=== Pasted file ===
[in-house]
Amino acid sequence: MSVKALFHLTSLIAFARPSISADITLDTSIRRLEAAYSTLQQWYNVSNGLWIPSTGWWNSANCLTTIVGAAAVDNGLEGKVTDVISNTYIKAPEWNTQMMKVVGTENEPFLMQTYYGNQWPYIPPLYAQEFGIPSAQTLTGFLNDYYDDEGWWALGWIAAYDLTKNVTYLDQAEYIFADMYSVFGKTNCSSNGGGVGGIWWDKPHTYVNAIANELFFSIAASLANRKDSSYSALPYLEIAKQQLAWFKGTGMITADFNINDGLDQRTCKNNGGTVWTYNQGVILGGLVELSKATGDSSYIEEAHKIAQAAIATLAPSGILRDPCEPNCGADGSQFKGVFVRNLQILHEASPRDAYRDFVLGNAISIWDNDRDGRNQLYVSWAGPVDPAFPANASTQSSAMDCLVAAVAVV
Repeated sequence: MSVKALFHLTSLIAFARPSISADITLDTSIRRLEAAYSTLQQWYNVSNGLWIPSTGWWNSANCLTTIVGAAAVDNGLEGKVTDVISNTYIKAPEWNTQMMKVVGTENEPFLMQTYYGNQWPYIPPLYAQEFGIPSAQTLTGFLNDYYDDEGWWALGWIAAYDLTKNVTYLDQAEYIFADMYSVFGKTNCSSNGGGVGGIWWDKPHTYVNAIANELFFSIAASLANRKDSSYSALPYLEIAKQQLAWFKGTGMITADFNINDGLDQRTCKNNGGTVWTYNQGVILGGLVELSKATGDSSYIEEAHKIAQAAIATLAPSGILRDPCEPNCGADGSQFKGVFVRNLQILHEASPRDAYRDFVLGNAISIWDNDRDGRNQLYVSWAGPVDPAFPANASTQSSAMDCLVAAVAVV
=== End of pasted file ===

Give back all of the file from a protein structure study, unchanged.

[in-house]
Amino acid sequence: MSVKALFHLTSLIAFARPSISADITLDTSIRRLEAAYSTLQQWYNVSNGLWIPSTGWWNSANCLTTIVGAAAVDNGLEGKVTDVISNTYIKAPEWNTQMMKVVGTENEPFLMQTYYGNQWPYIPPLYAQEFGIPSAQTLTGFLNDYYDDEGWWALGWIAAYDLTKNVTYLDQAEYIFADMYSVFGKTNCSSNGGGVGGIWWDKPHTYVNAIANELFFSIAASLANRKDSSYSALPYLEIAKQQLAWFKGTGMITADFNINDGLDQRTCKNNGGTVWTYNQGVILGGLVELSKATGDSSYIEEAHKIAQAAIATLAPSGILRDPCEPNCGADGSQFKGVFVRNLQILHEASPRDAYRDFVLGNAISIWDNDRDGRNQLYVSWAGPVDPAFPANASTQSSAMDCLVAAVAVV
Repeated sequence: MSVKALFHLTSLIAFARPSISADITLDTSIRRLEAAYSTLQQWYNVSNGLWIPSTGWWNSANCLTTIVGAAAVDNGLEGKVTDVISNTYIKAPEWNTQMMKVVGTENEPFLMQTYYGNQWPYIPPLYAQEFGIPSAQTLTGFLNDYYDDEGWWALGWIAAYDLTKNVTYLDQAEYIFADMYSVFGKTNCSSNGGGVGGIWWDKPHTYVNAIANELFFSIAASLANRKDSSYSALPYLEIAKQQLAWFKGTGMITADFNINDGLDQRTCKNNGGTVWTYNQGVILGGLVELSKATGDSSYIEEAHKIAQAAIATLAPSGILRDPCEPNCGADGSQFKGVFVRNLQILHEASPRDAYRDFVLGNAISIWDNDRDGRNQLYVSWAGPVDPAFPANASTQSSAMDCLVAAVAVV